Sound of Music: On Stage At Roger Rocka’s

Jun 6, 2012 | 2012 Articles, Terrance V. Mc Arthur, Theatre

by Terrance V. Mc Arthur

Information on a special ticket discount for KRL readers at the end of this review!

You remember how it begins, that opening panorama swirling down onto Julie Andrews singing her heart out on top of a mountain, and you know it’s The Sound of Music……..but that’s the movie. The real musical is onstage at Roger Rocka’s Dinner Theater, directed by the Good Company Players’ managing director, Dan Pessano.

The von Trapp children are transformed by the healing sound of music with the arrival of a new governess. Pictured from left, EMILY ESTEP, SAMUEL LINKOWSKI, AVERY ADDINGTON, CHELSEA NEWTON, KARA LINKOWSKI, KYLA MARTIN, & NATHAN FENNACY

The show has been mocked and derided for its sentiment since it opened on Broadway in 1959 (The Sound of Muzak, The Sound of Mucus), but there has to be a reason that it’s been produced over and over, and that audiences still flock to it. There are plenty of reasons. The music is memorable (During the intermission, audience members were whistling “Do-Re-Mi” and the title tune in the bathrooms, which have great acoustics), the story has all the hallmarks of a Rodgers & Hammerstein show (collision of worlds, crisis of conscience, and an ending that lifts the soul with its rightness), and it’s based on the story of the Von Trapp Family Singers and their escape from the Third Reich when it took over Austria (somehow, they manage to never mention the name of a certain man with floppy hair and a little moustache).

The cast is great, and (one of the biggest reasons for this version’s success) Dan Pessano is the director. I have seen Dan’s shows, been directed by him, and acted with him. The man understands theatre, and, beyond any messages and morals, he knows that it’s about entertainment. In my childhood, my mother taught me the one rule of the theatre: “If it works, use it.” What Dan Pessano uses, works.

Hanna Nielsen plays Maria, a problem in the convent but a godsend as the governess to the seven von Trapp children. Nielsen is petite, perky, and in fine voice on “Do-Re-Mi,” “My Favorite Things,” and “The Lonely Goatherd.” Eric Estep starts out as a cold, military-minded widower, but his interpretation of Captain von Trapp softens and warms as he accepts Maria’s love. Gordon Moore is the Valley’s answer to Rowan (Mr. Bean) Atkinson, rubber-faced and deadpan at the same time. His delivery as Max, the impresario who puts the bottom line above politics and sees financial opportunity in the talents of a singing family, brightens every moment he prowls the stage.

Governess Maria (HANNA NIELSEN) teaches the littlest von Trapp child (KARLIE STEMLER) to sing.

The young people playing the von Trapp children are double-cast, with one group acting on Thursdays and Saturdays, while the Friday and Sunday shows see performances by the other set of players. In the Thursday/Saturday team, Kara Linkowsky is a luminous sixteen-going-on-seventeen Liesl, portraying all the joys and sorrows of young love. Chelsea Newton as Brigitta gets the good lines, and Avery Addington as little Gretl is wide-eyed and precocious. Cynthia Rhodus handled the duties of the Mother Superior the first weekend, and will turn over the responsibilities for the character to Sara Price for the rest of the run. Rhodus’ voice floated like a shining mantle over the words of “Climb Ev’ry Mountain,” “My Favorite Things,” and “Maria.”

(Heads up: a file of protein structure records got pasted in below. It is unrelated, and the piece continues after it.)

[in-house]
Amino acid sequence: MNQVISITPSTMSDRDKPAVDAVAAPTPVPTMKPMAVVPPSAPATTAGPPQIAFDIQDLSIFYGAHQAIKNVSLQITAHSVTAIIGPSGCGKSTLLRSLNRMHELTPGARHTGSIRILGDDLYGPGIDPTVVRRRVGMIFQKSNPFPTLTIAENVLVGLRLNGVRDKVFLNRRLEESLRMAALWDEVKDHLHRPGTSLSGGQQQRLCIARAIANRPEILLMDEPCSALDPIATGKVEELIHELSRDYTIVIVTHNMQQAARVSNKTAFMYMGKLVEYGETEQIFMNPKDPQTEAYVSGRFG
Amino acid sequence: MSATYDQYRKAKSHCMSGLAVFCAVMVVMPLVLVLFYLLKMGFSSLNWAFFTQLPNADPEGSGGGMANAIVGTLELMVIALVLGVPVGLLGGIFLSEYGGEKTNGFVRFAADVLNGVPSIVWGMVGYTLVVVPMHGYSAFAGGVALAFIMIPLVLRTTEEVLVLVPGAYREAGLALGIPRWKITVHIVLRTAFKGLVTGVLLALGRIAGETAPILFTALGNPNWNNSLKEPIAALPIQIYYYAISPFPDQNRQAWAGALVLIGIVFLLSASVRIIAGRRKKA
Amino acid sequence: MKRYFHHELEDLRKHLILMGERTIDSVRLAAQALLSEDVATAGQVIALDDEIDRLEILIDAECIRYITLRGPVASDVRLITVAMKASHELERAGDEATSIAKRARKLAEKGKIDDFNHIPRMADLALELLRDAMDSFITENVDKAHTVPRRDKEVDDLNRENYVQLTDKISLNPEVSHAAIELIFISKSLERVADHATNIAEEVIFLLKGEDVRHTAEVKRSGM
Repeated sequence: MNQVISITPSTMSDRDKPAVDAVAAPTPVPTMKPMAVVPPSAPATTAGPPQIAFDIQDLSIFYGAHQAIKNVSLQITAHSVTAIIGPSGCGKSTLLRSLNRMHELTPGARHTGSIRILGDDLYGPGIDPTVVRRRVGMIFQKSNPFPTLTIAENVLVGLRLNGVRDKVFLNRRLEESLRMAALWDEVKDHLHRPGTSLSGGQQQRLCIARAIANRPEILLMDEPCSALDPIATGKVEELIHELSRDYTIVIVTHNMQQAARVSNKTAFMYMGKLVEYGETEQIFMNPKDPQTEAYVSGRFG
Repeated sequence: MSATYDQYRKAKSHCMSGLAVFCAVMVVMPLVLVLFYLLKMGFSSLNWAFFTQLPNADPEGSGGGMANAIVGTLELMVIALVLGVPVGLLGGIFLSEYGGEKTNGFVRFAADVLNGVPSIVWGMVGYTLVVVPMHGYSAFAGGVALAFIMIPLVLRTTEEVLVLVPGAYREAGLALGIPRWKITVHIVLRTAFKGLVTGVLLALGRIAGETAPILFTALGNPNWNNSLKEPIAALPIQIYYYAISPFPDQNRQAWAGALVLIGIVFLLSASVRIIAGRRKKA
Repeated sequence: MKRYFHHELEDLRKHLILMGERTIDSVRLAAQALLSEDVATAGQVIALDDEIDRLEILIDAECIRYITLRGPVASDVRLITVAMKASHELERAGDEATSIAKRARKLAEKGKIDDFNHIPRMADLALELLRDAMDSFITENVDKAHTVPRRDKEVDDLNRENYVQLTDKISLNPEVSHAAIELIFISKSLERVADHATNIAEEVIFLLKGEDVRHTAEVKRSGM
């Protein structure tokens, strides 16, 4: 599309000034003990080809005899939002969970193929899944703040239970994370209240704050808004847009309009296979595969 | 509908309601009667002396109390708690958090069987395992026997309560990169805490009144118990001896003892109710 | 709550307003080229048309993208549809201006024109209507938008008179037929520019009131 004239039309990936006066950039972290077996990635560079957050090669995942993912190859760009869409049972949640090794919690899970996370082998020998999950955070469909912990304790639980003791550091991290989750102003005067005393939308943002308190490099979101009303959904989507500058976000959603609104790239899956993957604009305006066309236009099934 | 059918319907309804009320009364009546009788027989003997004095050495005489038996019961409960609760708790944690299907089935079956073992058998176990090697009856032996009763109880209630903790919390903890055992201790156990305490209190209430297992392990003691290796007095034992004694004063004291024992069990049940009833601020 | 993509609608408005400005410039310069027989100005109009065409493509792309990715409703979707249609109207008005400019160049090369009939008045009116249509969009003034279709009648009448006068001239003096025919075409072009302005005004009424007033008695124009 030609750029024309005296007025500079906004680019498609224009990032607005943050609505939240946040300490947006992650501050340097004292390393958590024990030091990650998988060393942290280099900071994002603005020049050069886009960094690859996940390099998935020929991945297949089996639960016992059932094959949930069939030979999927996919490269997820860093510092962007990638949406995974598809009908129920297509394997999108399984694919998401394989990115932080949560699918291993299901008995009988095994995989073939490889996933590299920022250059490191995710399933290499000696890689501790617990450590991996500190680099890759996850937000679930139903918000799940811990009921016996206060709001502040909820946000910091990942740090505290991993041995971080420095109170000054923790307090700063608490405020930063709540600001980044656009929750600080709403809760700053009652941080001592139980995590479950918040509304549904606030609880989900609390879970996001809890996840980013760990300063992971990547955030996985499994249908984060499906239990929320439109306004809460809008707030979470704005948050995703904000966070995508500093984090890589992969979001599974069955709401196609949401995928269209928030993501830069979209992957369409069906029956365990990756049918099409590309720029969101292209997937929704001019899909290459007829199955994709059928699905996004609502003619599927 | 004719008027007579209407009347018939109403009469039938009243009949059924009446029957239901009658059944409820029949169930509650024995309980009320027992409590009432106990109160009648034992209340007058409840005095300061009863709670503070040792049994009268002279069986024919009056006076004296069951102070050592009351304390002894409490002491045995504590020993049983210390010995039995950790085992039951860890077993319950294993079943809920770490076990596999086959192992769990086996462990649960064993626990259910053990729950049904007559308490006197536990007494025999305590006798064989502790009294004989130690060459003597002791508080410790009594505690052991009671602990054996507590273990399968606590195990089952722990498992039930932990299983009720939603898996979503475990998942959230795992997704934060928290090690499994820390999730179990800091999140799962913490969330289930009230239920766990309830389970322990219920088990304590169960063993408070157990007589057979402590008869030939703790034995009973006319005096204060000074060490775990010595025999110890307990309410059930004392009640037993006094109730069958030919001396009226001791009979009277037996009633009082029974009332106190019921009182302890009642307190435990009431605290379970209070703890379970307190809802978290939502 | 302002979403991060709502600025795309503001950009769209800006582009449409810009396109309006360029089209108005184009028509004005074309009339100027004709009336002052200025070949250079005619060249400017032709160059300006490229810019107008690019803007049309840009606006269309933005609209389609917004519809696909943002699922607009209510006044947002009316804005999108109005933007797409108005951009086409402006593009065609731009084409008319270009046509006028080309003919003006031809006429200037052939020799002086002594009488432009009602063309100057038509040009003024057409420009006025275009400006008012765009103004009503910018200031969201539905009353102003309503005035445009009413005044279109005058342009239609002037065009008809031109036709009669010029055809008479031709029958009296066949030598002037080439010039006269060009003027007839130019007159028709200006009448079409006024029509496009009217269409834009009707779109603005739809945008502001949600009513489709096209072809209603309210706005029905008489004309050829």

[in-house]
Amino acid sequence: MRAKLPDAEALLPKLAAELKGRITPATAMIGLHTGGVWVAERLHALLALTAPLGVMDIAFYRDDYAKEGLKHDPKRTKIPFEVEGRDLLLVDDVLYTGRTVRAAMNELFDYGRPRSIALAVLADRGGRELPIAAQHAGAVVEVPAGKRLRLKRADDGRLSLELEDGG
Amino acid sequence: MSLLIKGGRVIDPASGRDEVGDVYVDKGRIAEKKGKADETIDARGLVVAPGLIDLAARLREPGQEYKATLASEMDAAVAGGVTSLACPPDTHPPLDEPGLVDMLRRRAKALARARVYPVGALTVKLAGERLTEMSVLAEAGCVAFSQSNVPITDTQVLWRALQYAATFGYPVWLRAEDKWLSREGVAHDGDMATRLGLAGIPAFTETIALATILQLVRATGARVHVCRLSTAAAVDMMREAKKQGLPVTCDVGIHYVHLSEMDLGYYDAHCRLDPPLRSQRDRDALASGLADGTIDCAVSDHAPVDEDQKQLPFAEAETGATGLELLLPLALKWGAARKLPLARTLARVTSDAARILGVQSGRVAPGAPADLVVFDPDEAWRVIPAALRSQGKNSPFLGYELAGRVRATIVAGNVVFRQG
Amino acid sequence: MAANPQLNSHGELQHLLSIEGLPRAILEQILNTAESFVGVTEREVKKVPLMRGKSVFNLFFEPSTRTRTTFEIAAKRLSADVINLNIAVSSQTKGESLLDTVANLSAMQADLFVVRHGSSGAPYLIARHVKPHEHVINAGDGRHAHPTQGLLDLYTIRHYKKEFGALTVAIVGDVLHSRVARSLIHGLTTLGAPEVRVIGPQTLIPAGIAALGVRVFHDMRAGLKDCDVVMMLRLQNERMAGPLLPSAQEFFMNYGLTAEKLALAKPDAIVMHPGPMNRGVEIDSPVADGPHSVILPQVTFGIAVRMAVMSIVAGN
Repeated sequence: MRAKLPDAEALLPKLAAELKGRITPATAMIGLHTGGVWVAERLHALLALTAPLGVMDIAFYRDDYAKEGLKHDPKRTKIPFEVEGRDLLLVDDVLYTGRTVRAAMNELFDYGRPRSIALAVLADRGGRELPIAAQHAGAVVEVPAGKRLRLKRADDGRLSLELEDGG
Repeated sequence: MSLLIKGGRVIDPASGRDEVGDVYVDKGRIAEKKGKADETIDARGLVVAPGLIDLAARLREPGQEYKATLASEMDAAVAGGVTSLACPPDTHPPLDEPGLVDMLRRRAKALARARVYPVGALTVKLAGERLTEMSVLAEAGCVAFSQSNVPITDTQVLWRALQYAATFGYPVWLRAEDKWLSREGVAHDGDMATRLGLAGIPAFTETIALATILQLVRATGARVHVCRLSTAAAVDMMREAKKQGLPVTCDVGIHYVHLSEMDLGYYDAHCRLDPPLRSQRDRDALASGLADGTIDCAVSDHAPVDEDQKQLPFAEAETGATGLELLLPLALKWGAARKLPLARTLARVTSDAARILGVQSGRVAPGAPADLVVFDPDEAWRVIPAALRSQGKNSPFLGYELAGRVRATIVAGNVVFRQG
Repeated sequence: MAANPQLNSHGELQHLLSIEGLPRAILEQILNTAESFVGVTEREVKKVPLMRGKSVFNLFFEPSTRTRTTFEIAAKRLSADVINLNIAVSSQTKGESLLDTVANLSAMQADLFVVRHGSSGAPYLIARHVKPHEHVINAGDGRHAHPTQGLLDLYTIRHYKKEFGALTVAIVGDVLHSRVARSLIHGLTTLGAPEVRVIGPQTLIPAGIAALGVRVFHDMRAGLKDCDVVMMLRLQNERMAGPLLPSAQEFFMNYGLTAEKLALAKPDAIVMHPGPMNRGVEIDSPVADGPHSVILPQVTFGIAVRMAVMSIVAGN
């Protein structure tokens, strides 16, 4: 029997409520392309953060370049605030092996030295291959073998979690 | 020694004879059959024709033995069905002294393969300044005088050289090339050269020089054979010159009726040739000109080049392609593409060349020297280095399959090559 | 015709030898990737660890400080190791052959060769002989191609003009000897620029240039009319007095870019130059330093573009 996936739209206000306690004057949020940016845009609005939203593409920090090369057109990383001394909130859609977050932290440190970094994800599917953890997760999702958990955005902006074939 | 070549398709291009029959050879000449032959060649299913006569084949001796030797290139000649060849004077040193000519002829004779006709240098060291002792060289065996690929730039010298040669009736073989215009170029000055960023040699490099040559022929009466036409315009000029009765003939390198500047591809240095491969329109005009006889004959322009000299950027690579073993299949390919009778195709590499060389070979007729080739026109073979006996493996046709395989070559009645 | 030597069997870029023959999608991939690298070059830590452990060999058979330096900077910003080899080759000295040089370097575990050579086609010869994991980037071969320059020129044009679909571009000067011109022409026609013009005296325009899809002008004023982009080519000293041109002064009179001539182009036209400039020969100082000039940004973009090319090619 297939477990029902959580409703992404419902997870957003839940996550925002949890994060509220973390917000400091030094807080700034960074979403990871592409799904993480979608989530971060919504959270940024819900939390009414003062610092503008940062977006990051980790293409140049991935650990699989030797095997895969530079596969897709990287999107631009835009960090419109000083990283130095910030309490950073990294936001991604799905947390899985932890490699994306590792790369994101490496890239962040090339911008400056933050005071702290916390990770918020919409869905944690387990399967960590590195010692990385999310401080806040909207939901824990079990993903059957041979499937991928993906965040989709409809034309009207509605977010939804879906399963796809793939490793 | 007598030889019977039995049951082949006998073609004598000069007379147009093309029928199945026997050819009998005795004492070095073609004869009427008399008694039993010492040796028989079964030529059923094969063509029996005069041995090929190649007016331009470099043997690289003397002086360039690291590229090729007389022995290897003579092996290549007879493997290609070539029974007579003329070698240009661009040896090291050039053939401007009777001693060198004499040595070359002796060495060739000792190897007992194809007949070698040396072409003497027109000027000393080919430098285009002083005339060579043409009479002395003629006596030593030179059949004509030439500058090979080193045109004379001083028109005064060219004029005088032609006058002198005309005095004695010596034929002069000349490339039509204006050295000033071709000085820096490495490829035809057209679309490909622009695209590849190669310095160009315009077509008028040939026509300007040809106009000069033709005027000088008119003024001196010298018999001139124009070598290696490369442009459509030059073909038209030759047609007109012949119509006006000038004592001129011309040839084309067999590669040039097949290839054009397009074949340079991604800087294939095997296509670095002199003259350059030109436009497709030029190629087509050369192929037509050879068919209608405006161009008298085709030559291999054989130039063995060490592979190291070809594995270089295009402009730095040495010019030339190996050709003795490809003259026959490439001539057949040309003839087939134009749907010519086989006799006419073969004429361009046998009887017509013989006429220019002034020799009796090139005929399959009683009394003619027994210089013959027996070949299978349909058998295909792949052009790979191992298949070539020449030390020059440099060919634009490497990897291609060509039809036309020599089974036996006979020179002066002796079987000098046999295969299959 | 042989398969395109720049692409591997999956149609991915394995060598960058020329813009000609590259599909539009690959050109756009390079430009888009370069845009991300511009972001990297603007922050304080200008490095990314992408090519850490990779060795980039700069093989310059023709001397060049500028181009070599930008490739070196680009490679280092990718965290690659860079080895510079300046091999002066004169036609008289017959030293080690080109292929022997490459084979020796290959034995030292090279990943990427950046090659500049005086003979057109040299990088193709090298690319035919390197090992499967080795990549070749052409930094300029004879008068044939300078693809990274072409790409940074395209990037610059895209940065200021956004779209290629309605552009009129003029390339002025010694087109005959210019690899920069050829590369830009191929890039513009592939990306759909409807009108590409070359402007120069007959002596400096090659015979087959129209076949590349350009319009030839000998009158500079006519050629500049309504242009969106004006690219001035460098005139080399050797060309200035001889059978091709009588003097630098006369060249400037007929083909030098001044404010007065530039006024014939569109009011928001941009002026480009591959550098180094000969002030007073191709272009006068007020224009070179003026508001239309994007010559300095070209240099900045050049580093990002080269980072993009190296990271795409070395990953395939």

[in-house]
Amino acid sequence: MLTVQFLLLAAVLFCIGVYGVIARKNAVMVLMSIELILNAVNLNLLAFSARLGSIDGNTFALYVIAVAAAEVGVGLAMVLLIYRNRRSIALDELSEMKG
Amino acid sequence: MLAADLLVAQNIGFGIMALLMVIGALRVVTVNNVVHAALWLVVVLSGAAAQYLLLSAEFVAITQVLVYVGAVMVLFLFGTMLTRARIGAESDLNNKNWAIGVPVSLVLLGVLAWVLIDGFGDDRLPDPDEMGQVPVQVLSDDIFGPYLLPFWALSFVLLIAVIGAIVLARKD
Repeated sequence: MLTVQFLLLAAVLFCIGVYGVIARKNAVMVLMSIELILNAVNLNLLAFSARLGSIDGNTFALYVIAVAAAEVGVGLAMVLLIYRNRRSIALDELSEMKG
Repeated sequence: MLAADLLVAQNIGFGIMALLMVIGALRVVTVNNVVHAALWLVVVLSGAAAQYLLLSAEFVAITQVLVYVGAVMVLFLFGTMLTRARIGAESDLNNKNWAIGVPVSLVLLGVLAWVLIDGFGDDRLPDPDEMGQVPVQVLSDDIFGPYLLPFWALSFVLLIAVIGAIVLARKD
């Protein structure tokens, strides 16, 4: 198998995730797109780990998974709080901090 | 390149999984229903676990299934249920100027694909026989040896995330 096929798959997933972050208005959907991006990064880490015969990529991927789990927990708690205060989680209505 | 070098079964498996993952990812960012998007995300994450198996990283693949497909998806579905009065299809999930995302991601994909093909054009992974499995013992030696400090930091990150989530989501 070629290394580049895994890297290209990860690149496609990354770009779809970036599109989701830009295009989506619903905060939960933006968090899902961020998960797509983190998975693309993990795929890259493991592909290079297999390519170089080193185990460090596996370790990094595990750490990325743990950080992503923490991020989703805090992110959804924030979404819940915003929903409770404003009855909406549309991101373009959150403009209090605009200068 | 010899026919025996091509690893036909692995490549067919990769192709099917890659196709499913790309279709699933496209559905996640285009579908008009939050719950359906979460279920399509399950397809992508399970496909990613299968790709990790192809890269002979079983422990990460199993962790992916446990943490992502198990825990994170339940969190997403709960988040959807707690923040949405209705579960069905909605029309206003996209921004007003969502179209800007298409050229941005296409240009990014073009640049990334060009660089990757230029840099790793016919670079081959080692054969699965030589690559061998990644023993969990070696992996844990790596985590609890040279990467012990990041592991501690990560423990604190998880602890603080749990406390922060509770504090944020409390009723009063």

Maria (HANNA NIELSEN) advises Liesl (KARA LINKOWSKI), the oldest of the von Trapp children, that undertaking the adventurous world of dating may be a year or two too soon for a girl of “Sixteen Going on Seventeen.”

The most thankless part to play in The Sound of Music is Baroness Elsa Schrader, the other woman vying for the affections of Captain von Trapp. Heather Price charges into the role with shining cynicism and polished confidence. You never want her to win his heart, but you’re sorry that she loses.

The theater’s vest-pocket stage has always been a challenge to use, but the cast of more than twenty-five fill it, yet are never crowded; David Pierce’s sets coax every square centimeter out of the space in inventive ways. Ginger Kay Lewis-Reed’s costumes bring the pre-WWII era to life, and curtains never looked this good since Scarlett O’Hara (Vivien Leigh or Carol Burnett, take your pick).

See this show. You’ll feel good. You’ll have a great time, and—for dessert—I recommend the Layered Red Velvet Cheese Cake.

The Sound of Music
runs through July 15 in Fresno at Roger Rocka’s Dinner Theater, 1226 N. Wishon, at Olive and Wishon in The Tower District. More information can be found on Roger Rocka’s KRL theatre event page.

Special Offer for KRL readers: Mention Kings River Life Magazine at the time of reservation and see Good Company Players’ The Sound of Music at the discounted group rate. Savings of up to $5 per Dinner & Show reservation. Offer valid any Sunday evening performance through July 1. Box Office: (559) 266-9494.

Terrance V. Mc Arthur is a California-born, Valley-raised librarian/entertainer/writer. He is currently writing a stage adaptation of Jack London’s The Call of the Wild for the Fresno County Public Library’s next The Big Read. He lives in Sanger, four blocks from the library, with his wife, his daughter, and a spinster cat.



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